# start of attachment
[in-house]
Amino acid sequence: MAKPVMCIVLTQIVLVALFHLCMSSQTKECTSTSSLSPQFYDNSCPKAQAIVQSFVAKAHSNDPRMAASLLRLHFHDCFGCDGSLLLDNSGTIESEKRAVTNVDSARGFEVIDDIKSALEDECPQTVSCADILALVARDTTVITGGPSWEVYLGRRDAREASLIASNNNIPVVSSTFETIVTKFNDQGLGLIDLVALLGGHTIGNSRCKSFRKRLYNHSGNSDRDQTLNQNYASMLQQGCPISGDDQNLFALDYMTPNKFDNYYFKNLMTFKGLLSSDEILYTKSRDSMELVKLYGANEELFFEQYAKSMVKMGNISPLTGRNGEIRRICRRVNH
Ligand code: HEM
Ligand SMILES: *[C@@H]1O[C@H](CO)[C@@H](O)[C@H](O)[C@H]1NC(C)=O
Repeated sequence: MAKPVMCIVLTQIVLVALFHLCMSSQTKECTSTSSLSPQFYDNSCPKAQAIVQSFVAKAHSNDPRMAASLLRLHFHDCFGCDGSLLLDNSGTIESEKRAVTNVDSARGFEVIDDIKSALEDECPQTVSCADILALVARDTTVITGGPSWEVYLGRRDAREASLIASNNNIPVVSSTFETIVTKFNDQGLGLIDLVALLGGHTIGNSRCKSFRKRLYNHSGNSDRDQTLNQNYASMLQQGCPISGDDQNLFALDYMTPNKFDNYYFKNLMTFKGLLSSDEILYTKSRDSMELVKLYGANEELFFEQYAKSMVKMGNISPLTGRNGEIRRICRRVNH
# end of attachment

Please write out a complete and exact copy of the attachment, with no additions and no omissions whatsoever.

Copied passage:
[in-house]
Amino acid sequence: MAKPVMCIVLTQIVLVALFHLCMSSQTKECTSTSSLSPQFYDNSCPKAQAIVQSFVAKAHSNDPRMAASLLRLHFHDCFGCDGSLLLDNSGTIESEKRAVTNVDSARGFEVIDDIKSALEDECPQTVSCADILALVARDTTVITGGPSWEVYLGRRDAREASLIASNNNIPVVSSTFETIVTKFNDQGLGLIDLVALLGGHTIGNSRCKSFRKRLYNHSGNSDRDQTLNQNYASMLQQGCPISGDDQNLFALDYMTPNKFDNYYFKNLMTFKGLLSSDEILYTKSRDSMELVKLYGANEELFFEQYAKSMVKMGNISPLTGRNGEIRRICRRVNH
Ligand code: HEM
Ligand SMILES: *[C@@H]1O[C@H](CO)[C@@H](O)[C@H](O)[C@H]1NC(C)=O
Repeated sequence: MAKPVMCIVLTQIVLVALFHLCMSSQTKECTSTSSLSPQFYDNSCPKAQAIVQSFVAKAHSNDPRMAASLLRLHFHDCFGCDGSLLLDNSGTIESEKRAVTNVDSARGFEVIDDIKSALEDECPQTVSCADILALVARDTTVITGGPSWEVYLGRRDAREASLIASNNNIPVVSSTFETIVTKFNDQGLGLIDLVALLGGHTIGNSRCKSFRKRLYNHSGNSDRDQTLNQNYASMLQQGCPISGDDQNLFALDYMTPNKFDNYYFKNLMTFKGLLSSDEILYTKSRDSMELVKLYGANEELFFEQYAKSMVKMGNISPLTGRNGEIRRICRRVNH